We left our homeland
before I learned
the names of my grandmothers,
before they could teach me
to soften pain with mosses,
to ease the eyes
with herbs.

Even in that place
where he led us,
my father did not use
my mother’s name.
He forbade us
to weave the threads
of stars, to walk
in the streets
where men stroked
the stares of men
while their women
sang in dim rooms
and gathered at the mouths
of  wells.

What I knew
I learned from watching
through the thin windows.
I had seen a young man
throw himself
before horsemen,
had watched his mother,
each morning,
gnash hands
against her hips
as her husband laced his boots
and left for racing.
I saw the strangers
when they first came,
the men who counseled
my father,
the ones the crowd
gathered for.

I remember that night,
the faces that glowed with
torches, our fat neighbor
shoving aside his two wives
and shouting
            introduce us.

I remember my father,
his damp hands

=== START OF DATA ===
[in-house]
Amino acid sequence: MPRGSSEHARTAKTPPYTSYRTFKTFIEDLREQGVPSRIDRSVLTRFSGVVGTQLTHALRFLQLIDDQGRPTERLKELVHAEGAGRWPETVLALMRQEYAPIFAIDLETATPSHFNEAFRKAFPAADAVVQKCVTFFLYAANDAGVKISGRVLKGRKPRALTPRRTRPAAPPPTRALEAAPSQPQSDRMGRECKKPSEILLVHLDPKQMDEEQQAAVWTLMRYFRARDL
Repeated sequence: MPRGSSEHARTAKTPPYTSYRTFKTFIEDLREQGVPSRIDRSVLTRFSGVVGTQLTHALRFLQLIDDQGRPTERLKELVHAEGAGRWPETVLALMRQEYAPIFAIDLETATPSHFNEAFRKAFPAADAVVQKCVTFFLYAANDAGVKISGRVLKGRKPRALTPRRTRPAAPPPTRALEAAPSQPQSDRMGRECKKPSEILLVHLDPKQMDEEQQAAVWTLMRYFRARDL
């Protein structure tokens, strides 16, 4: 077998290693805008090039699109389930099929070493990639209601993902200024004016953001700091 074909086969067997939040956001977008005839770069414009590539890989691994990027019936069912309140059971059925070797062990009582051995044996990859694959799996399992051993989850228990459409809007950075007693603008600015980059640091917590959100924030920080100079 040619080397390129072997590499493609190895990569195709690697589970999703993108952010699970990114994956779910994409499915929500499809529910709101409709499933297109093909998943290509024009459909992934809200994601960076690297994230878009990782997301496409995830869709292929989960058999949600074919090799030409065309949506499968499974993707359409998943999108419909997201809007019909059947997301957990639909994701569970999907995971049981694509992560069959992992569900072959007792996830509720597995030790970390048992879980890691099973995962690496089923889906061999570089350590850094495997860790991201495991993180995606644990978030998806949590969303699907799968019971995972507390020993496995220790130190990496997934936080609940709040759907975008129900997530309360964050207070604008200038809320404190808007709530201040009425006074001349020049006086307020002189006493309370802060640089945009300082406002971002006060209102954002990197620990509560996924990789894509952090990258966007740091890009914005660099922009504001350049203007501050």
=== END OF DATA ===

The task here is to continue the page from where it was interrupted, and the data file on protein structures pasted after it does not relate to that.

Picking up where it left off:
bruising my arms,
dragging my sister
with me through the door,
offering our bodies instead,
         take these
         they’re virgins . . .

I remember my sister sobbing
as he tore her robe
and my own breasts blackened
with the smoke of torches,
my mother, silent in the doorway,

But the crowd would not have us.
They jeered for the gold
not the copper
of my father’s purse
so the strangers
scalded their eyes with oil
and drove them from the courtyard.
They told my father
to take his tents
and leave the city.
That morning, as we struggled
behind him, the heat
was like the sun
had settled between our shoulders,
even in the foothills
we could hear the city burning,
the crack of great timbers,
the screams of people
waking to the light
of flames.

It was then my mother
turned to witness
what my father’s friends had done
and cried for the city,
for her own flesh.
We could not look back,
my father pulled us from her.

After this, I gave him wine.
And, as he panted, pale,
Above me
I clenched his back
bit into his skin
and found the sweet herb,
the red flower.